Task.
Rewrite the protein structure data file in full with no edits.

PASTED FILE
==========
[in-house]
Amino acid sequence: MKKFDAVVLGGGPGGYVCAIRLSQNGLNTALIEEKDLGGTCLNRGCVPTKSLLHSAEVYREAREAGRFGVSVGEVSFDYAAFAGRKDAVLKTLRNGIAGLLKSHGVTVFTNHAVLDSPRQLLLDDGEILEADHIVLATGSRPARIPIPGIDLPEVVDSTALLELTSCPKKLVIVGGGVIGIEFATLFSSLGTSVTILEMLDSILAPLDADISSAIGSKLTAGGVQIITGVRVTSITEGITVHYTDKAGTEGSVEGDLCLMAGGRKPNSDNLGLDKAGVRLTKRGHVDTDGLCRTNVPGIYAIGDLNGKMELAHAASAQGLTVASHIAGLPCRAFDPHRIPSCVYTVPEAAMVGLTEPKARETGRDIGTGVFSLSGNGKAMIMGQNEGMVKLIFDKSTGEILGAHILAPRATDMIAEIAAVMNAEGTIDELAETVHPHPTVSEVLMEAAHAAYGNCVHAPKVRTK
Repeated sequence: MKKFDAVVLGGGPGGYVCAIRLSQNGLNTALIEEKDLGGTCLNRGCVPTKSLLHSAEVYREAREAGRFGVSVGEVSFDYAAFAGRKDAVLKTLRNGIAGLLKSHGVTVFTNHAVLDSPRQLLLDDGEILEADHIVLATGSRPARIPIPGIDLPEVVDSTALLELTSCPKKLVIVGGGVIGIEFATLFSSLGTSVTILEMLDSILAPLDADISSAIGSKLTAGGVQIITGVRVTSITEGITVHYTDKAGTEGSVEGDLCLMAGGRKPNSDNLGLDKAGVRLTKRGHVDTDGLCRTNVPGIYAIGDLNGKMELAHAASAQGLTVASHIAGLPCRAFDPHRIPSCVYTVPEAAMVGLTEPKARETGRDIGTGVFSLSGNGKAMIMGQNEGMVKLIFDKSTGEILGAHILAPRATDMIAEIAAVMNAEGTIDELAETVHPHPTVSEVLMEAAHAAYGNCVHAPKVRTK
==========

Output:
[in-house]
Amino acid sequence: MKKFDAVVLGGGPGGYVCAIRLSQNGLNTALIEEKDLGGTCLNRGCVPTKSLLHSAEVYREAREAGRFGVSVGEVSFDYAAFAGRKDAVLKTLRNGIAGLLKSHGVTVFTNHAVLDSPRQLLLDDGEILEADHIVLATGSRPARIPIPGIDLPEVVDSTALLELTSCPKKLVIVGGGVIGIEFATLFSSLGTSVTILEMLDSILAPLDADISSAIGSKLTAGGVQIITGVRVTSITEGITVHYTDKAGTEGSVEGDLCLMAGGRKPNSDNLGLDKAGVRLTKRGHVDTDGLCRTNVPGIYAIGDLNGKMELAHAASAQGLTVASHIAGLPCRAFDPHRIPSCVYTVPEAAMVGLTEPKARETGRDIGTGVFSLSGNGKAMIMGQNEGMVKLIFDKSTGEILGAHILAPRATDMIAEIAAVMNAEGTIDELAETVHPHPTVSEVLMEAAHAAYGNCVHAPKVRTK
Repeated sequence: MKKFDAVVLGGGPGGYVCAIRLSQNGLNTALIEEKDLGGTCLNRGCVPTKSLLHSAEVYREAREAGRFGVSVGEVSFDYAAFAGRKDAVLKTLRNGIAGLLKSHGVTVFTNHAVLDSPRQLLLDDGEILEADHIVLATGSRPARIPIPGIDLPEVVDSTALLELTSCPKKLVIVGGGVIGIEFATLFSSLGTSVTILEMLDSILAPLDADISSAIGSKLTAGGVQIITGVRVTSITEGITVHYTDKAGTEGSVEGDLCLMAGGRKPNSDNLGLDKAGVRLTKRGHVDTDGLCRTNVPGIYAIGDLNGKMELAHAASAQGLTVASHIAGLPCRAFDPHRIPSCVYTVPEAAMVGLTEPKARETGRDIGTGVFSLSGNGKAMIMGQNEGMVKLIFDKSTGEILGAHILAPRATDMIAEIAAVMNAEGTIDELAETVHPHPTVSEVLMEAAHAAYGNCVHAPKVRTK